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How to Cross a River

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Cover image: A hiker and her two trail dogs make an early-season crossing of Bear Creek in the Selway-Bitterroot Wilderness, Montana. All photos: Aaron Theisen

Late June in the 1.5-million-acre Bob Marshall Wilderness Complex in north-central Montana is still solidly springtime, despite what the calendar says. The rivers run high and murky with the silty snowmelt of shrinking glaciers.

Not that such considerations had factored into my trip planning for a two-night, 30-mile loop out of the popular Sun River portal of “the Bob”—it was 90 degrees in the foothills, after all.

By our third knee-deep crossing of the West Fork Sun River and its tributaries since breaking the first night’s camp a mile back, my backpacking companions and I had committed ourselves to continuing the trip; whatever mountain hazards lay ahead couldn’t be worse than retracing our sodden steps.rivers3

Backpackers make an early-summer crossing of Flower Creek in the Cabinet Mountains Wilderness, Montana.

Switching out her shoes for dollar-store flip-flops for this final crossing, one of my companions debated whether to stash her shoes in her backpack or carry them.

“Just throw them across to the other side,” I suggested. “It’s no more than ten feet across.”

Having already shouldered her heavy pack, she agreed. So, my friend windmilled her arm for the pitch—and slipped.

A good rule of thumb to test the river’s current is to throw in a stick and see if it outpaces a brisk walk. Watching, shocked, as a hiking shoe disappears from view illustrates the point rather more vividly. So does skittering in flip-flops across early-summer snow gullies for twenty miles.rivers4

A backpacker negotiates the Salmo River in the Salmo-Priest Wilderness, Washington.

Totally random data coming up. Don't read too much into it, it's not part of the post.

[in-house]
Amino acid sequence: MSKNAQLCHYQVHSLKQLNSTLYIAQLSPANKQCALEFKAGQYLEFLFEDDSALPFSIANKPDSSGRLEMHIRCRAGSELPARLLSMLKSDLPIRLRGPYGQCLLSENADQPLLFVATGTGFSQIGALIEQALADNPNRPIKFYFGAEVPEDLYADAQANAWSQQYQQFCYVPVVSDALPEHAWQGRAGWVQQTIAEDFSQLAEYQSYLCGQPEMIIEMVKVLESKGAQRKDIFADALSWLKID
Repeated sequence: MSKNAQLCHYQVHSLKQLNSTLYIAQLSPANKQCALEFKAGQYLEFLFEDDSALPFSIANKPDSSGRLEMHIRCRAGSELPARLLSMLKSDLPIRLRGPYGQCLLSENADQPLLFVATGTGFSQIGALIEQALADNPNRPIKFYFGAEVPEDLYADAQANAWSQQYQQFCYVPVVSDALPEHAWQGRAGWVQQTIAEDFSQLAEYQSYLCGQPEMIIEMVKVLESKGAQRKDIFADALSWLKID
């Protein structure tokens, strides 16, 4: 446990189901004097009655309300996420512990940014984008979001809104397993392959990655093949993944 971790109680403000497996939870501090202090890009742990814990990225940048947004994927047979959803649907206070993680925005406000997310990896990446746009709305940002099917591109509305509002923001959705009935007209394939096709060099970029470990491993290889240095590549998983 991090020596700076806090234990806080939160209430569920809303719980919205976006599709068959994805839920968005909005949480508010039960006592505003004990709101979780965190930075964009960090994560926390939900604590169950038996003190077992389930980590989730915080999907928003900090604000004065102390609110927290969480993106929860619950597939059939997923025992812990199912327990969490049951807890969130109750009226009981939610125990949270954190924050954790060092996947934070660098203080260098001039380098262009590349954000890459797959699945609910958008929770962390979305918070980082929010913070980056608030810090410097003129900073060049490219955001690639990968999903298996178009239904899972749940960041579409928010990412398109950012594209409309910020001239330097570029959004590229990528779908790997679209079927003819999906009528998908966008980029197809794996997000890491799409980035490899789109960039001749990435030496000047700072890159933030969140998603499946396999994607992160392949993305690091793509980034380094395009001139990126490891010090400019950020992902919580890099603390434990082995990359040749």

Water crossings often account for some of the most time-consuming—and potentially dangerous—obstacles in mountain travel. They pose particular danger during the melt-off months of spring, which, unfortunately, coincide with the hiker’s early-season itch to get to high places.rivers5

The South Fork Teton River, Bob Marshall Wilderness, Montana.

However, a couple of river-crossing essentials can help ensure that you—and your hiking shoes—return home safely.

Before you cross

  1. Assess the flow. Water churning above the knee has the potential to pull you off your feet. Keep in mind that, during, spring run-off, the river will run higher later in the day as solar radiation melts high-elevation snowpack. Time your crossings for the morning, and factor in this increased flow if you’re doing an out-and-back day hike.
  2. Pick your crossing. Look for the widest spot in the river. Narrower spots may tempt travelers with shorter crossings, but the flow will be deeper and swifter here than in a broad channel. Avoid crossings with downstream obstacles such as fallen logs; these can act as “strainers” that, should you fall in, can trap you under water.
  3. Unbuckle your pack’s waist and chest straps. If you fall in, you need to be able to quickly ditch the pack, which can act as ballast.
  4. Keep your shoes on or switch them out for a pair of sandals (like the Campster). Take off and stow your socks.
The East Fork Bull River, Montana.

Crossing the river

  1. If the current is slow, angle downstream at about the same rate as the current. Otherwise, face upstream, lean into the current, and stab an ice ax or trekking pole upstream for a third point of contact. Probe the river bottom with your leading foot, moving your trailing foot only once the former has found secure purchase.
  2. Multiple people can cross together, taking turns securing each other while the other hiker moves into a new, stable stance. Groups can link arms in a flying-V formation, with the point of the V upstream and the group simultaneously moving sideways across the river.
  3. If you fall in, float feet forward and paddle hard for shore. If you approach an obstacle such as a large tree, point your head downstream and paddle hard, using the river’s momentum to hoist yourself atop the obstacle.
The East Fork Bull River, Montana.

Most importantly, don’t be afraid to turn back if conditions look unsafe. The mountain will always be there, but high river flows won’t. 

Aaron Theisen is a professional writer and photographer based in Spokane, Wash. Follow him on social media: @whiskeygingermedia.

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